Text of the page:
“However, as a final question, are there Akhmiks present today?” Professor Harada asked, his dull grey eyes scouting across the huge crowd.
The characteristic dark black and brown hair of the Akhmik population distinguished them. Therefore, I wondered if Professor Harada was partially blind. Still, the way he had immediately stormed across to us when we arrived in the room didn’t give off that impression.
As a wave of hands, perhaps around 40 or so, rose into the air, I noticed with curiosity that Xiao didn’t lift her hand. Still, this didn’t seem to concern me, so I took a second to breathe in, and consider the circumstances of how we were transported here.
Like Naomi and the Mysterious Showoff had suggested, the magic didn’t seem to be the work of runes. Even the highest level of Spatial Manipulation wouldn’t be sufficient to transfer so many of us so quickly.
So, how could it be? I could’ve hypothesized it was maybe a secret rune that we hadn’t heard about, but the nineteen runes were pretty famous. Of course, the 20th remained a mystery, but it was firmly on the side of the Shifters. Otherwise, we would’ve maintained a much stronger advantage even in the early stages of the war.
As I pondered that thought, I was interrupted by the sound of a cold, cruel kick.
Professor Harada had walked, slowly and methodically, towards a tall Akhmik boy. The applicant seemed confident, even cocky, but the scene was a little eerie as the Professor walked wordlessly towards him.
I’d been watching closely, wondering the purpose of the exercise, until the boy was sent flying backwards off his feet from a brutal kick to the stomach.
“Ugh?!” The boy yelled out, accompanied by the loud, painful sound of his back clashing against the rough stone ground.
“Mhm, there’s been a change of policy.” A smirk spread across Professor Harada’s face as many of the other students dropped their hands down.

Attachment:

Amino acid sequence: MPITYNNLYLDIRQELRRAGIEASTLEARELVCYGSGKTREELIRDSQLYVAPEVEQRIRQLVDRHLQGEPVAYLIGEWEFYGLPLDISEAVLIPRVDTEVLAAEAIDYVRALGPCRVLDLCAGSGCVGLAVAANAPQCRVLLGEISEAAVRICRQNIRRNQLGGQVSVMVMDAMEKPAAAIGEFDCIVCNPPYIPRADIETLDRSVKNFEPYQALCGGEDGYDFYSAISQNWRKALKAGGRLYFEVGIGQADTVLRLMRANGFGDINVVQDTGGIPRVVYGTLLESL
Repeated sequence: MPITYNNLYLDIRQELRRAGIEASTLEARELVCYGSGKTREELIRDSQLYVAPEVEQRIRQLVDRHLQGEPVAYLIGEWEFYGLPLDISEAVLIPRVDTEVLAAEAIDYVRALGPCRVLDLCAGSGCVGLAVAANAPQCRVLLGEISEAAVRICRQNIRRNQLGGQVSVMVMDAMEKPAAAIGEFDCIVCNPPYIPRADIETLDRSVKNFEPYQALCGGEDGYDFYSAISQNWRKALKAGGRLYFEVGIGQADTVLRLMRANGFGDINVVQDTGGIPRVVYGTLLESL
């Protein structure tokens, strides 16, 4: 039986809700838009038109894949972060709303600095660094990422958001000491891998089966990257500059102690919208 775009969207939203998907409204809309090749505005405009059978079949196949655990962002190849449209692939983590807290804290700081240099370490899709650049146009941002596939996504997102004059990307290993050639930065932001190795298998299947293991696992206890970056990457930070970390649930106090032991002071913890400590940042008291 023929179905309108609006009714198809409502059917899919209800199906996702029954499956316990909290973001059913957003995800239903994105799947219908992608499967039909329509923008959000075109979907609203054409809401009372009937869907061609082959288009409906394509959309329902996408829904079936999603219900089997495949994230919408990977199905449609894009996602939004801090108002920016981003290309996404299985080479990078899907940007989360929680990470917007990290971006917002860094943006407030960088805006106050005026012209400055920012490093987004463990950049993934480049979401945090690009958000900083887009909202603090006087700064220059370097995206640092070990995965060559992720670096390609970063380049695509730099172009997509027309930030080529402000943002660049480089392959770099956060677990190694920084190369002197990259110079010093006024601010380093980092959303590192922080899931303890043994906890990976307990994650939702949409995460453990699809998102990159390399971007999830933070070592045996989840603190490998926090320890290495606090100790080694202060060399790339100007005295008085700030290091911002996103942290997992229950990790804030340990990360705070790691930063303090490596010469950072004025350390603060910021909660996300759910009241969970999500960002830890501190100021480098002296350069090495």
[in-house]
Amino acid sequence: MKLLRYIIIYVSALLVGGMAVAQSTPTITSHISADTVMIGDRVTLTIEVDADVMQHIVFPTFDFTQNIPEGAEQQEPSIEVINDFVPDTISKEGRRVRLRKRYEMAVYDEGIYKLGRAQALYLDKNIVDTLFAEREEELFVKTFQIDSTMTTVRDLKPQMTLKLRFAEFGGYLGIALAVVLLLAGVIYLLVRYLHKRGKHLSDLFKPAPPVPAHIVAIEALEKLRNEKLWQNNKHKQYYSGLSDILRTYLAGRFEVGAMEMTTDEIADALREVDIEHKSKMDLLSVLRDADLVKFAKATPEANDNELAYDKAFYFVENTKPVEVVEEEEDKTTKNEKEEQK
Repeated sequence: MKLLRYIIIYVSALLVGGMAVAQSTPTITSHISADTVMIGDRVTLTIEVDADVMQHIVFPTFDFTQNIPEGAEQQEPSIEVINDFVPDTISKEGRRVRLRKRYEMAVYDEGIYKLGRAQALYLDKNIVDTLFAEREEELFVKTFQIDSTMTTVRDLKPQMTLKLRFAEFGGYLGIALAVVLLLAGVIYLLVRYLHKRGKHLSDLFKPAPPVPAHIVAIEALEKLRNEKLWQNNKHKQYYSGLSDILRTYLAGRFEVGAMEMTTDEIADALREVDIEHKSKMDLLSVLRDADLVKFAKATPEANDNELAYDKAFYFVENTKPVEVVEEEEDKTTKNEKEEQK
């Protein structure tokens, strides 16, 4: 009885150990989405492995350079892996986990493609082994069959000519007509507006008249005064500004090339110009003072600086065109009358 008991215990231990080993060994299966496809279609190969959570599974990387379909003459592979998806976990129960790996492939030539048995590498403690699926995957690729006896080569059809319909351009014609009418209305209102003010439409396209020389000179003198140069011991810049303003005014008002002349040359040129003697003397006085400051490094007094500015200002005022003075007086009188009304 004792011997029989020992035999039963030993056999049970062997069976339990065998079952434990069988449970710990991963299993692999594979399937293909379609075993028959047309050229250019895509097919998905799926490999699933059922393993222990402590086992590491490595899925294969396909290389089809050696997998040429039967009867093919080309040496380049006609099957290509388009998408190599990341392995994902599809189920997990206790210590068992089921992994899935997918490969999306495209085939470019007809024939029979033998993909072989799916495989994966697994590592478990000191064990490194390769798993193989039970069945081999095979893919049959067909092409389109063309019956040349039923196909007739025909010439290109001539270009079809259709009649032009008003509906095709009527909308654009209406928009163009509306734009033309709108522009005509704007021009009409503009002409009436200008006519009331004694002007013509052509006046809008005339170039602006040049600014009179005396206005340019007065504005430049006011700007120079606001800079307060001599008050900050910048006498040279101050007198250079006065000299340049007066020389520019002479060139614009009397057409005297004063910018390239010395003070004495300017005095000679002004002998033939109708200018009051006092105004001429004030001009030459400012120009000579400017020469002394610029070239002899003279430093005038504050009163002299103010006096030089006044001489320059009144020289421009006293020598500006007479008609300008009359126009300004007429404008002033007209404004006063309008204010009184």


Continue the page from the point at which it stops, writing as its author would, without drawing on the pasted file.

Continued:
One was a little too slow, though, and Professor Harada shot them a toying glare as if playing with his prey. The girl, whose brown pigtail swayed in fear, took a step back, but it was too late. Professor Harada slapped her across the face, causing her whole body to shudder as she staggered backwards.
“As per the latest Royal Decree, Akhmiks are no longer permitted to study at the Celestial Military Academy. Similarly, they are banned from working in the Military, Reclamation Teams and Scouting Teams. They're similarly barred from studying at the Celestial Academy of Natural and Social Sciences.”
The words were drawn out and enjoyed. I was sick to my stomach, and looking across at Naomi’s face, she was similarly angered by the policy. Naomi had always been righteous, and I could tell she was going to raise her hand.
Resultantly, I moved my hand up to squeeze her gently, encouraging her to stop. By the concerned faces of the Akhmik students, I doubted any of them would protest. After Professor Harada's brutal treatment of the first two, I couldn't blame them.
Therefore, even if Naomi protested, I wasn’t sure how much of a support base she could work with. More importantly, though, Naomi and I were both Bazuran. Although we were treated far better than the Akhmiks, there was no way a blatantly discriminatory man like the Professor would heed our opinions.
Looking across to Kaya, whose tanned skin revealed her foreign origin as likely Azurian, I got the same impression. She seemed like she wanted to speak, but knew better than to voice her thoughts.
“That policy is ridiculous.” A solitary challenger appeared.
With long, flowing purple hair and eyes burning with passion, a tall girl stepped forwards to face the Professor. For his part, he swivelled towards her with his fists raised, before dropping them to his side as he identified who he was talking to.
“Hm? Little miss, are you sure you want to be speaking? You might come from a noble family, but this is an Imperial policy. You wouldn’t want to endanger your family, would you?”
The conversation left a bitter taste in my mouth. Although the Commander had warned that Zhandaria and the CMA would be cruel, unforgiving places, even I was a little disconcerted. Blackmail in broad daylight?